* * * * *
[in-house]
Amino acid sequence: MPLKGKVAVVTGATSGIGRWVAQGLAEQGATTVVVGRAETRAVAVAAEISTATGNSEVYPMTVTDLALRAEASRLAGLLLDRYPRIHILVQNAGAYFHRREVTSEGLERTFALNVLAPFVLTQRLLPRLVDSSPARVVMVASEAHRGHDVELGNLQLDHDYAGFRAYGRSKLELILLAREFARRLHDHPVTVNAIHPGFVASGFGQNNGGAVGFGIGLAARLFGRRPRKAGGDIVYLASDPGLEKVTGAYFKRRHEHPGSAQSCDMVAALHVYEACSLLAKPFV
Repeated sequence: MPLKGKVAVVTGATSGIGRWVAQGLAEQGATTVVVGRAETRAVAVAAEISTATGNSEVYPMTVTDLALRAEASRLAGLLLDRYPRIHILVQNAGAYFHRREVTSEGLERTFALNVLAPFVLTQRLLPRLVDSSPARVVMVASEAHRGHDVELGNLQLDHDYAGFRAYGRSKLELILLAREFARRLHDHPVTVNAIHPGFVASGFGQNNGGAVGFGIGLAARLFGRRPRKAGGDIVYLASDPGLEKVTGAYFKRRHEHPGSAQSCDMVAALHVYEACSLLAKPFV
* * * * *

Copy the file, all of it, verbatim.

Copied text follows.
[in-house]
Amino acid sequence: MPLKGKVAVVTGATSGIGRWVAQGLAEQGATTVVVGRAETRAVAVAAEISTATGNSEVYPMTVTDLALRAEASRLAGLLLDRYPRIHILVQNAGAYFHRREVTSEGLERTFALNVLAPFVLTQRLLPRLVDSSPARVVMVASEAHRGHDVELGNLQLDHDYAGFRAYGRSKLELILLAREFARRLHDHPVTVNAIHPGFVASGFGQNNGGAVGFGIGLAARLFGRRPRKAGGDIVYLASDPGLEKVTGAYFKRRHEHPGSAQSCDMVAALHVYEACSLLAKPFV
Repeated sequence: MPLKGKVAVVTGATSGIGRWVAQGLAEQGATTVVVGRAETRAVAVAAEISTATGNSEVYPMTVTDLALRAEASRLAGLLLDRYPRIHILVQNAGAYFHRREVTSEGLERTFALNVLAPFVLTQRLLPRLVDSSPARVVMVASEAHRGHDVELGNLQLDHDYAGFRAYGRSKLELILLAREFARRLHDHPVTVNAIHPGFVASGFGQNNGGAVGFGIGLAARLFGRRPRKAGGDIVYLASDPGLEKVTGAYFKRRHEHPGSAQSCDMVAALHVYEACSLLAKPFV